Black Friday shoppers walk New York City's 5th Avenue. Photo: Andrew Lichtenstein/Corbis via Getty Images

Shoppers spent less at restaurants and bars in November and didn't buy as many clothes and sporting goods as they had the month prior, according to the latest advance estimates from the Commerce Department.

The big picture: Strong consumer spending largely acted as the U.S. economy's backbone for the past two quarters and much of 2018. The Federal Reserve ended its interest rate-cutting streak on Wednesday, signaling confidence that the economy doesn't need easier borrowing conditions to stay afloat.

  • Consumer spending at restaurants and bars dropped 0.3% in November, marking the steepest monthly decline since last December, per the Wall Street Journal.

Yes, but: Retail sales — excluding gasoline and cars — did not change from October to November, WSJ reports, meaning overall sales rose 0.2% when seasonally adjusted.

  • And Cyber Monday, during which Americans spent a record $7.4 billion in online sales, wasn't included in Friday’s report since it took place on Dec. 2, the WSJ notes.

Go deeper: Black Friday shoppers beat online sales record

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Updated 34 mins ago - Politics & Policy

Coronavirus dashboard

Illustration: Sarah Grillo/Axios

  1. Global: Total confirmed cases as of 7 p.m. ET: 12,859,834 — Total deaths: 567,123 — Total recoveries — 7,062,085Map.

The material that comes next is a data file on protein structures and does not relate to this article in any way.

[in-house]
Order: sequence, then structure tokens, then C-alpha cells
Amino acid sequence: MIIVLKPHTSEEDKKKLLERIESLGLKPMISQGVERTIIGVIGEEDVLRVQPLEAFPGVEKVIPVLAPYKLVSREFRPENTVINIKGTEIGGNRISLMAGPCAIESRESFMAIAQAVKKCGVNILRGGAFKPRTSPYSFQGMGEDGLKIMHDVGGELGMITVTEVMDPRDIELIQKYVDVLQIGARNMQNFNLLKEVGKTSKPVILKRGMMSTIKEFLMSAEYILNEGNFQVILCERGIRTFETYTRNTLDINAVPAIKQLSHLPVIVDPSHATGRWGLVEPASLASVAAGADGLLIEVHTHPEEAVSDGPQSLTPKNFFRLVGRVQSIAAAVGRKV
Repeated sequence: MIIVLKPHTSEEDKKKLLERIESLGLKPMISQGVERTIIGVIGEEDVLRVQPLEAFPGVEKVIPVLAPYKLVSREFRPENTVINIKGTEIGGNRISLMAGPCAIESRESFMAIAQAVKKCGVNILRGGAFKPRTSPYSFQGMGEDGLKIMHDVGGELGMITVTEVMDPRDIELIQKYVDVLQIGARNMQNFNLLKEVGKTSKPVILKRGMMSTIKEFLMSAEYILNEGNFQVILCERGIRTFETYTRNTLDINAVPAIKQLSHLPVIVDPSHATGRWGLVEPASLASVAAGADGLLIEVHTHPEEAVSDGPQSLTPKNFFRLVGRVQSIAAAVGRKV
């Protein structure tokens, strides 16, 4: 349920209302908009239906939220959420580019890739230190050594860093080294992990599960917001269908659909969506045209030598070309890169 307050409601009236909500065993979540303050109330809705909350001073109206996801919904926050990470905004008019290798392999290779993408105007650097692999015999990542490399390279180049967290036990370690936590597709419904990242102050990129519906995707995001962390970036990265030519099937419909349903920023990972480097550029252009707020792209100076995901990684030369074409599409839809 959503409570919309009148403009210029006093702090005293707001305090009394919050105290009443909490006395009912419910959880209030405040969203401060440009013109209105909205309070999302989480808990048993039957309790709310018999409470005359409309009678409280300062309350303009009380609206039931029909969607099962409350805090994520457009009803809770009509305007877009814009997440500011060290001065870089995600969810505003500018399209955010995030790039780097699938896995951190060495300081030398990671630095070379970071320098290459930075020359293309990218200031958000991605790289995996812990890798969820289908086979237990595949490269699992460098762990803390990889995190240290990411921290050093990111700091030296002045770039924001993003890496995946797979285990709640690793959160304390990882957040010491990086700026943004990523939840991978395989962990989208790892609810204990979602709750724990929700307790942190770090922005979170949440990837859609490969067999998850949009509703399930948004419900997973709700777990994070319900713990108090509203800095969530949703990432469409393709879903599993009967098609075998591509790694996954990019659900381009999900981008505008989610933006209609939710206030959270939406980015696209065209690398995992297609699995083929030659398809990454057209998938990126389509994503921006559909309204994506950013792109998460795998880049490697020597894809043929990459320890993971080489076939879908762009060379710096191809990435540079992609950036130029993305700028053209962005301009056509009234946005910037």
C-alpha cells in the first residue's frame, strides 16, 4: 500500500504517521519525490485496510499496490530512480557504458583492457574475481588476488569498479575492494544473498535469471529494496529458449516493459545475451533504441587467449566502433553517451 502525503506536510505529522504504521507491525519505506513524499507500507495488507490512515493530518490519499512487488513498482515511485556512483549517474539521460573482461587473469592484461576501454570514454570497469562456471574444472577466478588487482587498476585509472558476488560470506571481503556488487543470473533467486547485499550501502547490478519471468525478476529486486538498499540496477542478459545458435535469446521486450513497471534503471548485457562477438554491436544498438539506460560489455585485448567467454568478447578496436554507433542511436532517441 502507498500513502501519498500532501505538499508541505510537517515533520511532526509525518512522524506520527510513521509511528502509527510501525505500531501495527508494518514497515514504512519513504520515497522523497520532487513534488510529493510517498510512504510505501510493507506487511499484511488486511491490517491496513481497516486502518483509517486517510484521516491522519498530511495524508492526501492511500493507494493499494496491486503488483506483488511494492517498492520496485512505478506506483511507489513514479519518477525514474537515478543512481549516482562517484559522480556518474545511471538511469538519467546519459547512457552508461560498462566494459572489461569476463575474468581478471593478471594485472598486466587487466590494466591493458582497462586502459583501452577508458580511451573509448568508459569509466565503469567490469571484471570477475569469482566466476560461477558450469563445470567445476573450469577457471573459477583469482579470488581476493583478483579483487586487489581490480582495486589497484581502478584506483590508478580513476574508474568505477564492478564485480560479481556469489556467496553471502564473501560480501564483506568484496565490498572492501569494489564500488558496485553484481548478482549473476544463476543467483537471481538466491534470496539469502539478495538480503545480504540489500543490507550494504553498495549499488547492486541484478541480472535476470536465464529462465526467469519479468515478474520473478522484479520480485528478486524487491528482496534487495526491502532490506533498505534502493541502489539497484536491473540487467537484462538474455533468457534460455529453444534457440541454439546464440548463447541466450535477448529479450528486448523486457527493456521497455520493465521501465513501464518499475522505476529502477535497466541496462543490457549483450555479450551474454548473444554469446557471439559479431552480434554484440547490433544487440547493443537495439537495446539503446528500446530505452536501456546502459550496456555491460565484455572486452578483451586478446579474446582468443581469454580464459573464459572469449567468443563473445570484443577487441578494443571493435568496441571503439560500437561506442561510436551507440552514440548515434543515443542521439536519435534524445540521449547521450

2. U.S.: Total confirmed cases as of 7 p.m. ET: 3,297,501— Total deaths: 135,155 — Total recoveries: 1,006,326 — Total tested: 40,282,176Map.
  3. States: Florida smashes single-day record for new coronavirus cases with over 15,000 — NYC reports zero coronavirus deaths for first time since pandemic hit.
  4. Public health: Ex-FDA chief projects "apex" of South's coronavirus curve in 2-3 weeks — Coronavirus testing czar: Lockdowns in hotspots "should be on the table"
  5. Education: Betsy DeVos says schools that don't reopen shouldn't get federal funds — Pelosi accuses Trump of "messing with the health of our children."

Scoop: How the White House is trying to trap leakers

Illustration: Sarah Grillo/Axios

President Trump's chief of staff, Mark Meadows, has told several White House staffers he's fed specific nuggets of information to suspected leakers to see if they pass them on to reporters — a trap that would confirm his suspicions. "Meadows told me he was doing that," said one former White House official. "I don't know if it ever worked."

Why it matters: This hunt for leakers has put some White House staffers on edge, with multiple officials telling Axios that Meadows has been unusually vocal about his tactics. So far, he's caught only one person, for a minor leak.

11 GOP congressional nominees support QAnon conspiracy

Lauren Boebert posing in her restaurant in Rifle, Colorado, on April 24. Photo: Emily Kask/AFP

At least 11 Republican congressional nominees have publicly supported or defended the QAnon conspiracy theory movement or some of its tenets — and more aligned with the movement may still find a way onto ballots this year.

Why it matters: Their progress shows how a fringe online forum built on unsubstantiated claims and flagged as a threat by the FBI is seeking a foothold in the U.S. political mainstream.